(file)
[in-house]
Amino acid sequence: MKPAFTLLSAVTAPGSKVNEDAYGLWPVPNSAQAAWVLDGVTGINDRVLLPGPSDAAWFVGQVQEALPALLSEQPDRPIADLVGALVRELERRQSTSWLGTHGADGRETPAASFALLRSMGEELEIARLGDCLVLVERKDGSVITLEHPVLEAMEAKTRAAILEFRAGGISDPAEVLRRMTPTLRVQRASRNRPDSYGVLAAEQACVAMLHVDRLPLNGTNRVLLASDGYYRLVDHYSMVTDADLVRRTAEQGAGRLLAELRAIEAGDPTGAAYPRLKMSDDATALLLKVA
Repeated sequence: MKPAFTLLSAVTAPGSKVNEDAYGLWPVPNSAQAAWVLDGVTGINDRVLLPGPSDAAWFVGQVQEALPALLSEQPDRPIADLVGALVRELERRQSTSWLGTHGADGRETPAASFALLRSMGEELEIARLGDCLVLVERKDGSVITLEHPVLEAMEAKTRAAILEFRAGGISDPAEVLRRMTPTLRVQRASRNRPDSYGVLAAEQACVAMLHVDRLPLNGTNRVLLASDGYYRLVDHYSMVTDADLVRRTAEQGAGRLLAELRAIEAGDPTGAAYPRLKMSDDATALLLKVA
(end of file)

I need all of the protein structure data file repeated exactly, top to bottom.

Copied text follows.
[in-house]
Amino acid sequence: MKPAFTLLSAVTAPGSKVNEDAYGLWPVPNSAQAAWVLDGVTGINDRVLLPGPSDAAWFVGQVQEALPALLSEQPDRPIADLVGALVRELERRQSTSWLGTHGADGRETPAASFALLRSMGEELEIARLGDCLVLVERKDGSVITLEHPVLEAMEAKTRAAILEFRAGGISDPAEVLRRMTPTLRVQRASRNRPDSYGVLAAEQACVAMLHVDRLPLNGTNRVLLASDGYYRLVDHYSMVTDADLVRRTAEQGAGRLLAELRAIEAGDPTGAAYPRLKMSDDATALLLKVA
Repeated sequence: MKPAFTLLSAVTAPGSKVNEDAYGLWPVPNSAQAAWVLDGVTGINDRVLLPGPSDAAWFVGQVQEALPALLSEQPDRPIADLVGALVRELERRQSTSWLGTHGADGRETPAASFALLRSMGEELEIARLGDCLVLVERKDGSVITLEHPVLEAMEAKTRAAILEFRAGGISDPAEVLRRMTPTLRVQRASRNRPDSYGVLAAEQACVAMLHVDRLPLNGTNRVLLASDGYYRLVDHYSMVTDADLVRRTAEQGAGRLLAELRAIEAGDPTGAAYPRLKMSDDATALLLKVA